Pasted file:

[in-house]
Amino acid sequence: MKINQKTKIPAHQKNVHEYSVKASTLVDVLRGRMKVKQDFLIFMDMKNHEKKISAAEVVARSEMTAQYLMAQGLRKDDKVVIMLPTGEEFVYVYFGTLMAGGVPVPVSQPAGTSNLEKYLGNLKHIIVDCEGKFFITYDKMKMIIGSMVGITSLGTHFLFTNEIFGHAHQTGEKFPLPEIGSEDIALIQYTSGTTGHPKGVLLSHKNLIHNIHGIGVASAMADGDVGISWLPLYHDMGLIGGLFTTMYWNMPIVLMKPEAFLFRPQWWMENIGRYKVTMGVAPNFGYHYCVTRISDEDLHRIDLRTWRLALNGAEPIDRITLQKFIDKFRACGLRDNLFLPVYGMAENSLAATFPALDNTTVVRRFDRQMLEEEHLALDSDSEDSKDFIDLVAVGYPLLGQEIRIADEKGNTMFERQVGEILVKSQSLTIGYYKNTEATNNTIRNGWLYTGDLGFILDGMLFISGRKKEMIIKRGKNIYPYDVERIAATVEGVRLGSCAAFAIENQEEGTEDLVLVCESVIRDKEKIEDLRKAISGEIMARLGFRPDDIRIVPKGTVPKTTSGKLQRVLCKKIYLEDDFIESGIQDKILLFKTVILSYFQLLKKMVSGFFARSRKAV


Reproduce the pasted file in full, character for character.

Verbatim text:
[in-house]
Amino acid sequence: MKINQKTKIPAHQKNVHEYSVKASTLVDVLRGRMKVKQDFLIFMDMKNHEKKISAAEVVARSEMTAQYLMAQGLRKDDKVVIMLPTGEEFVYVYFGTLMAGGVPVPVSQPAGTSNLEKYLGNLKHIIVDCEGKFFITYDKMKMIIGSMVGITSLGTHFLFTNEIFGHAHQTGEKFPLPEIGSEDIALIQYTSGTTGHPKGVLLSHKNLIHNIHGIGVASAMADGDVGISWLPLYHDMGLIGGLFTTMYWNMPIVLMKPEAFLFRPQWWMENIGRYKVTMGVAPNFGYHYCVTRISDEDLHRIDLRTWRLALNGAEPIDRITLQKFIDKFRACGLRDNLFLPVYGMAENSLAATFPALDNTTVVRRFDRQMLEEEHLALDSDSEDSKDFIDLVAVGYPLLGQEIRIADEKGNTMFERQVGEILVKSQSLTIGYYKNTEATNNTIRNGWLYTGDLGFILDGMLFISGRKKEMIIKRGKNIYPYDVERIAATVEGVRLGSCAAFAIENQEEGTEDLVLVCESVIRDKEKIEDLRKAISGEIMARLGFRPDDIRIVPKGTVPKTTSGKLQRVLCKKIYLEDDFIESGIQDKILLFKTVILSYFQLLKKMVSGFFARSRKAV